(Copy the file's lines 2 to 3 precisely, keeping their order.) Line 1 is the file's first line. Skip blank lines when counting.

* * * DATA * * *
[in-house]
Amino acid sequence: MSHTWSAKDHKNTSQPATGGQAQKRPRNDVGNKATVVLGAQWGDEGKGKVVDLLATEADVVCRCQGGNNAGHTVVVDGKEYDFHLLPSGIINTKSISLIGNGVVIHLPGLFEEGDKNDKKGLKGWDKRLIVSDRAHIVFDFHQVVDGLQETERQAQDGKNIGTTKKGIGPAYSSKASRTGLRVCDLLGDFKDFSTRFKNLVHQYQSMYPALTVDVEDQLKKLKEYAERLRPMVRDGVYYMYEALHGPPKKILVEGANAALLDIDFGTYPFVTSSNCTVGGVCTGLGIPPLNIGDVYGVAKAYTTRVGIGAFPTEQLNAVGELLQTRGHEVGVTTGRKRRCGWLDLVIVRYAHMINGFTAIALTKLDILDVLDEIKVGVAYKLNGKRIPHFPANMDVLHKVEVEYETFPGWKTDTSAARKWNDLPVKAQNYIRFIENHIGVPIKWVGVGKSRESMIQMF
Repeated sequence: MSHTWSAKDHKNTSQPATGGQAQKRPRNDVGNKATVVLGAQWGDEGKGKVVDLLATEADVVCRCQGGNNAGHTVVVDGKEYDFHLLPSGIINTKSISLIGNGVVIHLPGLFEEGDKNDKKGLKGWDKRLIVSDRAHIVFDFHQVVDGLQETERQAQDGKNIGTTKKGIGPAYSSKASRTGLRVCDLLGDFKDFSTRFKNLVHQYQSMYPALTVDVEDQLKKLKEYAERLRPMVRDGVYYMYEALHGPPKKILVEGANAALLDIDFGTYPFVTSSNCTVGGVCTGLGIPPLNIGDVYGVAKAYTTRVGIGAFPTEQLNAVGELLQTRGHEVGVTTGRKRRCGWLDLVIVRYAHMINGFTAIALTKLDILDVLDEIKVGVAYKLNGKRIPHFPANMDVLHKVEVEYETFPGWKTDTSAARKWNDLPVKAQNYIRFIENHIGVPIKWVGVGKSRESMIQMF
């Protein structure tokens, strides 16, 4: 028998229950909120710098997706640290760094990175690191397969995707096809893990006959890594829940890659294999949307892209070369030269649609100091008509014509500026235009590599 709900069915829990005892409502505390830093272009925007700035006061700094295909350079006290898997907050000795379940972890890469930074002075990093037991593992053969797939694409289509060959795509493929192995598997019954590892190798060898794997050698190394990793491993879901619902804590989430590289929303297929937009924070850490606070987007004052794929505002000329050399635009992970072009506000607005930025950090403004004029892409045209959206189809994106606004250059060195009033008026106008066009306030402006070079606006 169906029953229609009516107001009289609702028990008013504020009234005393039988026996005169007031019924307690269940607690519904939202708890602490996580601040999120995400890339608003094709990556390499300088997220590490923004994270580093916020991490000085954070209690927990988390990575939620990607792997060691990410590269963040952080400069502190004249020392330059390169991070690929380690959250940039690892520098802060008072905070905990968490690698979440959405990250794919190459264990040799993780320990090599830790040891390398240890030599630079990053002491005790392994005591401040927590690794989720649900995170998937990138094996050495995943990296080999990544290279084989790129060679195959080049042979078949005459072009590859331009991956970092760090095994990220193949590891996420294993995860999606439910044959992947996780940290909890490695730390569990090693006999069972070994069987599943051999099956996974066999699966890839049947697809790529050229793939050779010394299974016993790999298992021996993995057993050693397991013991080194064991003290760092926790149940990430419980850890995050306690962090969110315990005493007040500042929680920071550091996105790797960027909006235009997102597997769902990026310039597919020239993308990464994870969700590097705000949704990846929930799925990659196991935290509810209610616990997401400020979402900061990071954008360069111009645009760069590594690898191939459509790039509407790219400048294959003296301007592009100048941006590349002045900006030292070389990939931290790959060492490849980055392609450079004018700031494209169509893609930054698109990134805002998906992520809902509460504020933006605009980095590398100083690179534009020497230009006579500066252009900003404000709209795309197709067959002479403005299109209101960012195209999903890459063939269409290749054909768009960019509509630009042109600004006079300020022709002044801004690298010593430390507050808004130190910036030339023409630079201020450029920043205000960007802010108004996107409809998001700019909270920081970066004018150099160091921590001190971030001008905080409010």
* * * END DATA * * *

Amino acid sequence: MSHTWSAKDHKNTSQPATGGQAQKRPRNDVGNKATVVLGAQWGDEGKGKVVDLLATEADVVCRCQGGNNAGHTVVVDGKEYDFHLLPSGIINTKSISLIGNGVVIHLPGLFEEGDKNDKKGLKGWDKRLIVSDRAHIVFDFHQVVDGLQETERQAQDGKNIGTTKKGIGPAYSSKASRTGLRVCDLLGDFKDFSTRFKNLVHQYQSMYPALTVDVEDQLKKLKEYAERLRPMVRDGVYYMYEALHGPPKKILVEGANAALLDIDFGTYPFVTSSNCTVGGVCTGLGIPPLNIGDVYGVAKAYTTRVGIGAFPTEQLNAVGELLQTRGHEVGVTTGRKRRCGWLDLVIVRYAHMINGFTAIALTKLDILDVLDEIKVGVAYKLNGKRIPHFPANMDVLHKVEVEYETFPGWKTDTSAARKWNDLPVKAQNYIRFIENHIGVPIKWVGVGKSRESMIQMF
Repeated sequence: MSHTWSAKDHKNTSQPATGGQAQKRPRNDVGNKATVVLGAQWGDEGKGKVVDLLATEADVVCRCQGGNNAGHTVVVDGKEYDFHLLPSGIINTKSISLIGNGVVIHLPGLFEEGDKNDKKGLKGWDKRLIVSDRAHIVFDFHQVVDGLQETERQAQDGKNIGTTKKGIGPAYSSKASRTGLRVCDLLGDFKDFSTRFKNLVHQYQSMYPALTVDVEDQLKKLKEYAERLRPMVRDGVYYMYEALHGPPKKILVEGANAALLDIDFGTYPFVTSSNCTVGGVCTGLGIPPLNIGDVYGVAKAYTTRVGIGAFPTEQLNAVGELLQTRGHEVGVTTGRKRRCGWLDLVIVRYAHMINGFTAIALTKLDILDVLDEIKVGVAYKLNGKRIPHFPANMDVLHKVEVEYETFPGWKTDTSAARKWNDLPVKAQNYIRFIENHIGVPIKWVGVGKSRESMIQMF